Building a Float | Agraria

Building a Rose Parade float

One of the great things about being in California is that we have flowers and roses practically all year long. And we celebrate that by our yearly Rose Parade and Tournament of Roses in Pasadena that kicks off the Rose Bowl game.


The 2012 Tournament of Roses Royal Court Finalists stand together for the first time in front of media, family and friends at the Tournament house in Pasadena. From left are Sarah Nicole Zuno, Franklin High School; Cynthia Megan Louie, La Salle High School; Morgan Eliza Devaud, La Canada High School; Kimberly Victoria Ostiller, Flintridge Preparatory School; Drew Hellen Washington, Flintridge Sacred Heart Academy; Hanan Bulto Worku, Pasadena High School, and Stephanie Grace Hynes, Maranatha High School (Tim Berger/Glendale News Press Staff Photographer)

A History of the Tournament of Roses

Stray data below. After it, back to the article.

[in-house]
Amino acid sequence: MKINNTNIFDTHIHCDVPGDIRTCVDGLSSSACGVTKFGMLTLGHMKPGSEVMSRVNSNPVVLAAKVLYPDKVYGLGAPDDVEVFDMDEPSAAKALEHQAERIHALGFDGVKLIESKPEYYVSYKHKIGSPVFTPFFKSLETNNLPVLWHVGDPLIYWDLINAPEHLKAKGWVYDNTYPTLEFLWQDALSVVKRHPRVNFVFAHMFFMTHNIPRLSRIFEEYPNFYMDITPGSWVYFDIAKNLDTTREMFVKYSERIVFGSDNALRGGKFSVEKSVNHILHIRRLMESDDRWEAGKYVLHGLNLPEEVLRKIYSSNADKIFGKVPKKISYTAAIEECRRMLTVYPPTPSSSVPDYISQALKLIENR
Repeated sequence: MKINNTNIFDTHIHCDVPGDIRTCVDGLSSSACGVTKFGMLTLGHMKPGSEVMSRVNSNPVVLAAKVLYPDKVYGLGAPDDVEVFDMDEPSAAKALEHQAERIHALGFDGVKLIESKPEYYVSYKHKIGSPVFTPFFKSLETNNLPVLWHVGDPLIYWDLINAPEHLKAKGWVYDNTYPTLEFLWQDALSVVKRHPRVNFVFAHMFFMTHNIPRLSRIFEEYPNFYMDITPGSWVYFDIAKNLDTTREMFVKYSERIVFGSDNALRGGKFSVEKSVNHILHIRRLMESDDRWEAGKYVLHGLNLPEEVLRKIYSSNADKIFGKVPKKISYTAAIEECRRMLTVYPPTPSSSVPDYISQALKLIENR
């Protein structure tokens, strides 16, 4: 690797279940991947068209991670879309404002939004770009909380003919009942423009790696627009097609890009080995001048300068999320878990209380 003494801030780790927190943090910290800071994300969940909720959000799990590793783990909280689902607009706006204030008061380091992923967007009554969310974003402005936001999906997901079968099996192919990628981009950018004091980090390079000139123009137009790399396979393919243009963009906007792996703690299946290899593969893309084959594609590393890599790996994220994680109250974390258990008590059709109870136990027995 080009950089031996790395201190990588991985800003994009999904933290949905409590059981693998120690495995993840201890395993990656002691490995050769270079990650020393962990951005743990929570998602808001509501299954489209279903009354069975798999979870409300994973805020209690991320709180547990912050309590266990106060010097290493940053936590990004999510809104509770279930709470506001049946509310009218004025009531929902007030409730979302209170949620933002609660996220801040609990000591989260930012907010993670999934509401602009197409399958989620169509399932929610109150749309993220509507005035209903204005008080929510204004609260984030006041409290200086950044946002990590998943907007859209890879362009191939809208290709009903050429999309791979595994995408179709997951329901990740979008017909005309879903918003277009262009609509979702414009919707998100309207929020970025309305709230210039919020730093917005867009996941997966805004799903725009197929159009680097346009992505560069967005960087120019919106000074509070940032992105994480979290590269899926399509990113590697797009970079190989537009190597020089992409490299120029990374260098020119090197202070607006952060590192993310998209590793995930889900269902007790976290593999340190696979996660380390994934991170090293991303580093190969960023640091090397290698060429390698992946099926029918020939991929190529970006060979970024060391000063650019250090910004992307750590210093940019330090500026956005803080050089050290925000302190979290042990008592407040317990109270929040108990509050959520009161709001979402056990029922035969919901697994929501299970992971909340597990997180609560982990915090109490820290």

This uniquely American event began as a promotional effort by Pasadena’s distinguished Valley Hunt Club. In the winter of 1890, the club members brainstormed ways to promote the “Mediterranean of the West.” They invited their former East Coast neighbors to a mid-winter holiday, where they could watch games such as chariot races, jousting, foot races, polo and tug-of-war under the warm California sun. The abundance of fresh flowers, even in the midst of winter, prompted the club to add another showcase for Pasadena’s charm: a parade would precede the competition, where entrants would decorate their carriages with hundreds of blooms. The Tournament of Roses was born.

1954 Rose Parade | Agraria

By 1954, Pasadena's Rose Parade was famous enough to merit its debut as the first-ever coast-to-coast program televised in color.

“In New York, people are buried in snow,” announced Professor Charles F. Holder at a Club meeting. “Here our flowers are blooming and our oranges are about to bear. Let’s hold a festival to tell the world about our paradise.”